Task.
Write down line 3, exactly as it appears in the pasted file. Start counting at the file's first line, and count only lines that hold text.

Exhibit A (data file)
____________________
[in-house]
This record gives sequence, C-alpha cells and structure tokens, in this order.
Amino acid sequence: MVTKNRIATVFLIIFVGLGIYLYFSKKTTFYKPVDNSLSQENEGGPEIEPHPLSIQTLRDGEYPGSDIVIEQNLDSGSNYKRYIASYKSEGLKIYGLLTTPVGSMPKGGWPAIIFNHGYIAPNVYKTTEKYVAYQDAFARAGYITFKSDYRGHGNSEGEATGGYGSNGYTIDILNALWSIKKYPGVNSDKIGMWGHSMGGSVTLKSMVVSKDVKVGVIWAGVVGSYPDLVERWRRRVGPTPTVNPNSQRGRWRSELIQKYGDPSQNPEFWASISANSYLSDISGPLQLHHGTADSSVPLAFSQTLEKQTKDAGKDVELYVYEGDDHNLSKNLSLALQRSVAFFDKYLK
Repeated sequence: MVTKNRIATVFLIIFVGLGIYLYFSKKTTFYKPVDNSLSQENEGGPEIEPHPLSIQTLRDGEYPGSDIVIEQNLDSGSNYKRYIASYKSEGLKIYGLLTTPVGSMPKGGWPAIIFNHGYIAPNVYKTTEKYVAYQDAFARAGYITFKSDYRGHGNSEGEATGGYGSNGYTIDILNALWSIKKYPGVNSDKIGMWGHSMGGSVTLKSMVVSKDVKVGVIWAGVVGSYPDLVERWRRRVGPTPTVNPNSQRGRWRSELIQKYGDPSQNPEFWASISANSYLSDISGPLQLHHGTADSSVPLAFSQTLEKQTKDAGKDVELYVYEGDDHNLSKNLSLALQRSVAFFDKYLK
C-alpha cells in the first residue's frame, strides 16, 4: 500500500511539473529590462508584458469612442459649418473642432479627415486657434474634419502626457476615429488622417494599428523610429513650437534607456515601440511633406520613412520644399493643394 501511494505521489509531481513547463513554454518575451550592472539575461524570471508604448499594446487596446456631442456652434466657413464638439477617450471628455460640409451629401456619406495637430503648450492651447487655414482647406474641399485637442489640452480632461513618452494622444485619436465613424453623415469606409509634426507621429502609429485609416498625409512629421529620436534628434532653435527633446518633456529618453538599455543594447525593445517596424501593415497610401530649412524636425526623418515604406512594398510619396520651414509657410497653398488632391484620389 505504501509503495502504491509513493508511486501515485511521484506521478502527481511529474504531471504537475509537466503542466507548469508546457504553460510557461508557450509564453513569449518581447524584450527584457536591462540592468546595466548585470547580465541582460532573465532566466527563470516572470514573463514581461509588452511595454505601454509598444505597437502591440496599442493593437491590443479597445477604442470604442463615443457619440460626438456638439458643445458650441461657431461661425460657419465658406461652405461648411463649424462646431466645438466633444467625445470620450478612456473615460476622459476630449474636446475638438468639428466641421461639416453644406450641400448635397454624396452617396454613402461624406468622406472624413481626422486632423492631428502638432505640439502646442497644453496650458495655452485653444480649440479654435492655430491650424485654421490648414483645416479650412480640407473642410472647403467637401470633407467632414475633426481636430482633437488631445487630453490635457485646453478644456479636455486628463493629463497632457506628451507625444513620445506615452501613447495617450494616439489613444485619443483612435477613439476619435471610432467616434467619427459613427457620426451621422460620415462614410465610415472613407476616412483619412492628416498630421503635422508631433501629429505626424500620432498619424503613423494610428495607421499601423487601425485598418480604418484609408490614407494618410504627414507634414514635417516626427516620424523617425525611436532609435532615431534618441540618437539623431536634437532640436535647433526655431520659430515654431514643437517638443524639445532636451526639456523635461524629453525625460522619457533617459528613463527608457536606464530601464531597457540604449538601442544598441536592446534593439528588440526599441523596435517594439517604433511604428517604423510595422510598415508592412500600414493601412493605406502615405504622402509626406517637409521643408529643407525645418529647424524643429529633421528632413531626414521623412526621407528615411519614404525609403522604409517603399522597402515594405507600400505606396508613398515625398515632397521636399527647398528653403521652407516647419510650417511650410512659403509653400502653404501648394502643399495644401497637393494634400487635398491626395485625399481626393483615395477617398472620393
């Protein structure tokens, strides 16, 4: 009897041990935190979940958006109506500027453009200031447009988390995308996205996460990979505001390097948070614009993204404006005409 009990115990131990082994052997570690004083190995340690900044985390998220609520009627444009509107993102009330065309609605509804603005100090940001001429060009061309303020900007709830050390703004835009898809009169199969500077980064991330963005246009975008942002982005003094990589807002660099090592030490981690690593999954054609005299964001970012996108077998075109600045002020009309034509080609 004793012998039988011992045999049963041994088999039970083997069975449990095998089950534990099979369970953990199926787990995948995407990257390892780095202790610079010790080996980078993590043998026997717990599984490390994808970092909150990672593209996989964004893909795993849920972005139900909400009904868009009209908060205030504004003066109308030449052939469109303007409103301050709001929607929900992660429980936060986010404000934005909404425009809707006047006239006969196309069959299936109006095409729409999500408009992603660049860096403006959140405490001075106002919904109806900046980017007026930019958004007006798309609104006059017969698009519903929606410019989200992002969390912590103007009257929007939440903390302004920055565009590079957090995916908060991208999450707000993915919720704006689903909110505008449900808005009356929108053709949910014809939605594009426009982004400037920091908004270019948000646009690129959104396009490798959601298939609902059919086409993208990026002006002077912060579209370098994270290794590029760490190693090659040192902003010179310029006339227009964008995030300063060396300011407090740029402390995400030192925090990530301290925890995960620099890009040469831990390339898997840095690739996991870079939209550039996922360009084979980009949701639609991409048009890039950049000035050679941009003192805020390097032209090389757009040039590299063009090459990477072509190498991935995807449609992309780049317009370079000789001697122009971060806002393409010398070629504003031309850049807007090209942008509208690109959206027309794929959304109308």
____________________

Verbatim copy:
Amino acid sequence: MVTKNRIATVFLIIFVGLGIYLYFSKKTTFYKPVDNSLSQENEGGPEIEPHPLSIQTLRDGEYPGSDIVIEQNLDSGSNYKRYIASYKSEGLKIYGLLTTPVGSMPKGGWPAIIFNHGYIAPNVYKTTEKYVAYQDAFARAGYITFKSDYRGHGNSEGEATGGYGSNGYTIDILNALWSIKKYPGVNSDKIGMWGHSMGGSVTLKSMVVSKDVKVGVIWAGVVGSYPDLVERWRRRVGPTPTVNPNSQRGRWRSELIQKYGDPSQNPEFWASISANSYLSDISGPLQLHHGTADSSVPLAFSQTLEKQTKDAGKDVELYVYEGDDHNLSKNLSLALQRSVAFFDKYLK